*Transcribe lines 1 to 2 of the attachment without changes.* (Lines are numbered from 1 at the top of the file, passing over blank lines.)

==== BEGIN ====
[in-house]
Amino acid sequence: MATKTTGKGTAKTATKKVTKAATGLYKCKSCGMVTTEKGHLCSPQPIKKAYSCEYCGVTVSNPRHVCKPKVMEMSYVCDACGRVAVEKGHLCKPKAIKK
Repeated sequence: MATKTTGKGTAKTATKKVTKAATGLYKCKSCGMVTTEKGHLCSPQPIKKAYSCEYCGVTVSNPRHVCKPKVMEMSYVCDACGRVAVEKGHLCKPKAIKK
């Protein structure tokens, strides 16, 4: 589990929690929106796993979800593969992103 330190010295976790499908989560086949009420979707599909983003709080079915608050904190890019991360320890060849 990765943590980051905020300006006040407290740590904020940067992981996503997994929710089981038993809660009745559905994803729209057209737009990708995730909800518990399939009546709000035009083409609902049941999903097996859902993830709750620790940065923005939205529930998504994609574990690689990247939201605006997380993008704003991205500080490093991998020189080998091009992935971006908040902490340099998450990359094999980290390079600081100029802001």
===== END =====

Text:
[in-house]
Amino acid sequence: MATKTTGKGTAKTATKKVTKAATGLYKCKSCGMVTTEKGHLCSPQPIKKAYSCEYCGVTVSNPRHVCKPKVMEMSYVCDACGRVAVEKGHLCKPKAIKK